Sunday, February 17, 2008

Flexcar in Southern California - A Post Mortem

The blogosphere has been ranting about the recent drastic reductions in Zipcar fleets in Los Angeles (or this or this colorful posting) and San Diego. News reports indicate Flexcar had only attracted about 800 members between the two cities. From a high of about 40 cars in Los Angeles and about the same number San Diego (I'm guessing here), all that's left are cars under contract at several universities in both cities.

It's never easy to take something away from loyal customers, but what's also gotten the blogosphere worked up is how poorly Zipcar seemed to handle the transition. Judging from the comments, members and prospective members were being told up by customer service until the day before the axe fell that everything was fine. On very short notice reservations were cancelled and memberships were cancelled. I'm surprised, too, because my impression is that Zipcar is generally pretty good in managing this kind of thing. If it's any consolation, Flexcar handled things similarly when it shut down its ill-fated expedition in San Jose several years earlier.

Zipcar made the decision that Flexcar had been unable or unwilling to make for several years. The financial bleeding of keeping these two cities alive was costing Flexcar dearly, yet the hope that the regional and local governments would really get behind carsharing was always just around the corner. And Flexcar's feast-or-famine approach and staff turnover, didn't help either.

A little history: Once upon a time American Honda Motors invested in Flexcar. Their hope was to meet the California Air Resources Board (CARB) Zero Emission Vehicle (ZEV) mandate in a clever way. None of the auto manufacturers wanted to sell a pure electric vehicle, which is what CARB had in mind (see Who Killed the Electric Car for details), so Honda got CARB to agree that a hybrid car in a carsharing fleet would count the same as a ZEV. (Toyota supported ZEVNet at UC Irvine. Ford had its Th!nk cars and Chrysler bought the GEM Neighborhood Electric Vehicle company and gave away NEVs claiming it should count the same as regular street legal car.) With that option, Honda needed a couple of hundred cars in Calfornia each year.

And it's worth remembering that at the time there were prospects for several million dollars of seed money from the California state legislature to encourage local governments to form partnerships with carsharing companies - so the stars certainly looked like they were lining up for carsharing.

San Francisco was the logical place for Flexcar to start but with City Carshare rates so low, Flexcar was afraid to tackle them head on so they came up their disastrous "pincher" strategy and launched Flexcar San Jose. Except for a diversion to Palo Alto, never got any further up the Penninsula. Given their size Los Angeles and San Diego were the other logical cities to start carsarhing. (Regrettably, Flexcar never got anything going in Sacramento, a city that was begging them to come, and one that they could have made a small but decent showing in.)

Los Angeles was the first city in southern California to be established. These were heady days for Flexcar when they seemed to think they could throw a lot of money anywhere and carsharing would stick. So, they started big - big in area, at least - with vehicles scattered (very thinly) all the way from Long Beach to Pasadena - more than 25 miles apart.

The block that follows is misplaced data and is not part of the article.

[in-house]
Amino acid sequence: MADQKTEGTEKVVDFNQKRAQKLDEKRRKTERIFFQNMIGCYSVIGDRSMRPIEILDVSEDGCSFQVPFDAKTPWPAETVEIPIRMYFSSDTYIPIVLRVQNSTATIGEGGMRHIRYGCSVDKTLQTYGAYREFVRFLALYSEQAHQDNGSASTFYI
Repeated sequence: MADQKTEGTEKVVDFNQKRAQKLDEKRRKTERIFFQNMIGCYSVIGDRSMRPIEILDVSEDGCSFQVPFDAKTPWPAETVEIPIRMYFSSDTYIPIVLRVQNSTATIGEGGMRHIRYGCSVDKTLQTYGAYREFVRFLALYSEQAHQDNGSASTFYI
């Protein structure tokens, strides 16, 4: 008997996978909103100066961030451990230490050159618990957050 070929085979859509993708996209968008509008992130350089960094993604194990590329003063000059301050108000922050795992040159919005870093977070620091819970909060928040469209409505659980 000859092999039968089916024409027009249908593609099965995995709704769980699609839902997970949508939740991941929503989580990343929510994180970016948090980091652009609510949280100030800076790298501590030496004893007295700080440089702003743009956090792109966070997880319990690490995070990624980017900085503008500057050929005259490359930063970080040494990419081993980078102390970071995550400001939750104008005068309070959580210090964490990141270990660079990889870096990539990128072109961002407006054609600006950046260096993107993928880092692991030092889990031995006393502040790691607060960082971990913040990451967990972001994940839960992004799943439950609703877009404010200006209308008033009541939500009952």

One of Flexcar's on-going problems always was follow-through - making promises it couldn't fulfill. LA was as good an example as anywhere. Another aspect of Flexcar in its heyday was that budgets alternated between feast or famine depending where they were in raising the next round of capital. So, things got launched with high hopes and then would suddenly get put on maintenance mode for 6-9 months until the next round of financing came through. But due to staff turnover the priorities in LA changed - from the initial we can blanket the area by starting with a few cars in a widespread area; to concentrating on downtown (but never quite shutting down the other areas) and finally concentrating on university fleets but never marketing to the surrounding neighborhoods. Now the universities are just about the only place where carsharing is left.

San Diego was the same story in a different setting. (Disclosure: one of my jobs for Flexcar was to set up the San Diego market, and I must admit I have a soft spot for San Diego - it's got real neighborhoods that you can actually walk in, a pretty vibrant and revitalizing downtown, light rail, heavy rail and pretty good bus service, as well as a forward looking regional planning organization, SANDAG.) But the same problems with funding and priorities prevented the orderly development in San Diego as well.

But the local governments in both Los Angeles and San Diego never seemed to "get" carsharing either, so a lot of their cooperation and support never seemed to get outside of the meeting rooms.

So is southern California the achilles heel of carsharing - proof that carsharing will never work there? I don't think so. Mostly I think it's a textbook example of how not to do things - in contrast to Zipcar's "eyes on the prize" style of doing business - concentrating on fewer cities and greater emphasis on direct contact with prospective customers. That said, neither city is your typical densely populated, parking congested, urban mecca, so some adjustments to the classic carsharing model are warranted.

The next operator to tackle carsharing in these cities needs to put a greater emphasis on partnerships with governments and major employers. And they probably need to adjust the fleet for the demographics of the area - a Honda Civic is not the one-size-fits-all vehicle for this marketplace. But this is just a start of the things to do differently next time - and should be a next time.